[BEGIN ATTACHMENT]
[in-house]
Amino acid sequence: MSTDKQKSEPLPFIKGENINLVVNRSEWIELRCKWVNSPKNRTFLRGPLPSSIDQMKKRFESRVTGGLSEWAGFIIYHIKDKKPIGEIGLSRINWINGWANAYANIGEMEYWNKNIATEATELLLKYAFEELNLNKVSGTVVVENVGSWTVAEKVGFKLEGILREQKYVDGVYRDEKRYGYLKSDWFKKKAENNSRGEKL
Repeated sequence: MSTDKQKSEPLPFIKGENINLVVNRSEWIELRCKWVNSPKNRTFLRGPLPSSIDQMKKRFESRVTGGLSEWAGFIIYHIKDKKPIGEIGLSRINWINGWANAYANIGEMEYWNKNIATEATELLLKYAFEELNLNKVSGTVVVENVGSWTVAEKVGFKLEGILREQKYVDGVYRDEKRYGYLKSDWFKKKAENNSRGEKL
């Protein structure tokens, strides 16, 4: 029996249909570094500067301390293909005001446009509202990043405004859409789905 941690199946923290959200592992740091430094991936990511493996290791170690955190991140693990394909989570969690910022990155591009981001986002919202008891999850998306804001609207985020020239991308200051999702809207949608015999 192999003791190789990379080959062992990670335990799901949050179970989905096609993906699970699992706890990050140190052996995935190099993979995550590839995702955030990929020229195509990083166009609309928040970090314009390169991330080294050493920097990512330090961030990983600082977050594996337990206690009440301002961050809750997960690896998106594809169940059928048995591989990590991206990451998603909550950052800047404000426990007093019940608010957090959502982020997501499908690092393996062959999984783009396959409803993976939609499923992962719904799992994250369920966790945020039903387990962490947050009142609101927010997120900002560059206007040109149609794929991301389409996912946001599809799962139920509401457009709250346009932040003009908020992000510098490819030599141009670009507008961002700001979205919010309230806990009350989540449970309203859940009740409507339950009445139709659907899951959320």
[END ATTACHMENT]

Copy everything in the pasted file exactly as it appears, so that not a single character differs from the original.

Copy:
[in-house]
Amino acid sequence: MSTDKQKSEPLPFIKGENINLVVNRSEWIELRCKWVNSPKNRTFLRGPLPSSIDQMKKRFESRVTGGLSEWAGFIIYHIKDKKPIGEIGLSRINWINGWANAYANIGEMEYWNKNIATEATELLLKYAFEELNLNKVSGTVVVENVGSWTVAEKVGFKLEGILREQKYVDGVYRDEKRYGYLKSDWFKKKAENNSRGEKL
Repeated sequence: MSTDKQKSEPLPFIKGENINLVVNRSEWIELRCKWVNSPKNRTFLRGPLPSSIDQMKKRFESRVTGGLSEWAGFIIYHIKDKKPIGEIGLSRINWINGWANAYANIGEMEYWNKNIATEATELLLKYAFEELNLNKVSGTVVVENVGSWTVAEKVGFKLEGILREQKYVDGVYRDEKRYGYLKSDWFKKKAENNSRGEKL
């Protein structure tokens, strides 16, 4: 029996249909570094500067301390293909005001446009509202990043405004859409789905 941690199946923290959200592992740091430094991936990511493996290791170690955190991140693990394909989570969690910022990155591009981001986002919202008891999850998306804001609207985020020239991308200051999702809207949608015999 192999003791190789990379080959062992990670335990799901949050179970989905096609993906699970699992706890990050140190052996995935190099993979995550590839995702955030990929020229195509990083166009609309928040970090314009390169991330080294050493920097990512330090961030990983600082977050594996337990206690009440301002961050809750997960690896998106594809169940059928048995591989990590991206990451998603909550950052800047404000426990007093019940608010957090959502982020997501499908690092393996062959999984783009396959409803993976939609499923992962719904799992994250369920966790945020039903387990962490947050009142609101927010997120900002560059206007040109149609794929991301389409996912946001599809799962139920509401457009709250346009932040003009908020992000510098490819030599141009670009507008961002700001979205919010309230806990009350989540449970309203859940009740409507339950009445139709659907899951959320």